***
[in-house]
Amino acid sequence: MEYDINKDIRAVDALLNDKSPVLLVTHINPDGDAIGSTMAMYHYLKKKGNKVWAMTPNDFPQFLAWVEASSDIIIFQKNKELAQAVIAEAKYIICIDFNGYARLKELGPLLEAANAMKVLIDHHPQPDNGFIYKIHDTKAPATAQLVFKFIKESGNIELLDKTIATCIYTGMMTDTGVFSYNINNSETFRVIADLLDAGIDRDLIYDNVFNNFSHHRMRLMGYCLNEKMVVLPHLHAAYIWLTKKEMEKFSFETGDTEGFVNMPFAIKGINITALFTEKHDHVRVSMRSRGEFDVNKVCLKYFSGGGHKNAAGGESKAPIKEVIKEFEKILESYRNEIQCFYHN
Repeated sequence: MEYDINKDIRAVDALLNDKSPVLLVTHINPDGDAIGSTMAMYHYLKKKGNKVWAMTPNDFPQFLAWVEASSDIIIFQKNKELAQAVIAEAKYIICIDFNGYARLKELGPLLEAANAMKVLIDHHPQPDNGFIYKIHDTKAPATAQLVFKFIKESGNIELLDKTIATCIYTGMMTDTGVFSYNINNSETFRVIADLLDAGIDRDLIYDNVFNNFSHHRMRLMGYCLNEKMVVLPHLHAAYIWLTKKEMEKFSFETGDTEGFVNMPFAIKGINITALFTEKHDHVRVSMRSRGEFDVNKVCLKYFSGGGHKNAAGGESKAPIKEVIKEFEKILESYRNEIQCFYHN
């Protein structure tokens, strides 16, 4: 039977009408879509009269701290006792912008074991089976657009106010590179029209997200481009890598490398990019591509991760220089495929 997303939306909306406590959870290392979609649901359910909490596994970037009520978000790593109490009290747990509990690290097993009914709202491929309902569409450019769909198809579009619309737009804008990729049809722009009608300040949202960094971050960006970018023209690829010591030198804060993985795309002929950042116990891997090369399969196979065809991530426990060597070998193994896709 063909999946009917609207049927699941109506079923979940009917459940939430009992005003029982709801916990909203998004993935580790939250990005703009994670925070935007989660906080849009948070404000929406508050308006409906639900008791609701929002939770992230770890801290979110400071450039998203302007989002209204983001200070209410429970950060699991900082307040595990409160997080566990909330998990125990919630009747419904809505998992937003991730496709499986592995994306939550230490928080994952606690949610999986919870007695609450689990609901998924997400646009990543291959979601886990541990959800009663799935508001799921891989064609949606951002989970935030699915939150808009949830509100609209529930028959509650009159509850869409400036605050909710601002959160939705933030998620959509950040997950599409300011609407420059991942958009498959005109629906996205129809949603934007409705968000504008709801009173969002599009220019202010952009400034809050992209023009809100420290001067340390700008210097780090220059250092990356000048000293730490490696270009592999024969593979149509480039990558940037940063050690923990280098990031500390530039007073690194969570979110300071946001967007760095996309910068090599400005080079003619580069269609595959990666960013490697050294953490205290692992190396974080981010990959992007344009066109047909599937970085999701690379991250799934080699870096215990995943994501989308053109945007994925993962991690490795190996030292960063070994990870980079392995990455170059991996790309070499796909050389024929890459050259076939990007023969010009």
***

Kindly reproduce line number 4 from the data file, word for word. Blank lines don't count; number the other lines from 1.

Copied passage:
């Protein structure tokens, strides 16, 4: 039977009408879509009269701290006792912008074991089976657009106010590179029209997200481009890598490398990019591509991760220089495929 997303939306909306406590959870290392979609649901359910909490596994970037009520978000790593109490009290747990509990690290097993009914709202491929309902569409450019769909198809579009619309737009804008990729049809722009009608300040949202960094971050960006970018023209690829010591030198804060993985795309002929950042116990891997090369399969196979065809991530426990060597070998193994896709 063909999946009917609207049927699941109506079923979940009917459940939430009992005003029982709801916990909203998004993935580790939250990005703009994670925070935007989660906080849009948070404000929406508050308006409906639900008791609701929002939770992230770890801290979110400071450039998203302007989002209204983001200070209410429970950060699991900082307040595990409160997080566990909330998990125990919630009747419904809505998992937003991730496709499986592995994306939550230490928080994952606690949610999986919870007695609450689990609901998924997400646009990543291959979601886990541990959800009663799935508001799921891989064609949606951002989970935030699915939150808009949830509100609209529930028959509650009159509850869409400036605050909710601002959160939705933030998620959509950040997950599409300011609407420059991942958009498959005109629906996205129809949603934007409705968000504008709801009173969002599009220019202010952009400034809050992209023009809100420290001067340390700008210097780090220059250092990356000048000293730490490696270009592999024969593979149509480039990558940037940063050690923990280098990031500390530039007073690194969570979110300071946001967007760095996309910068090599400005080079003619580069269609595959990666960013490697050294953490205290692992190396974080981010990959992007344009066109047909599937970085999701690379991250799934080699870096215990995943994501989308053109945007994925993962991690490795190996030292960063070994990870980079392995990455170059991996790309070499796909050389024929890459050259076939990007023969010009």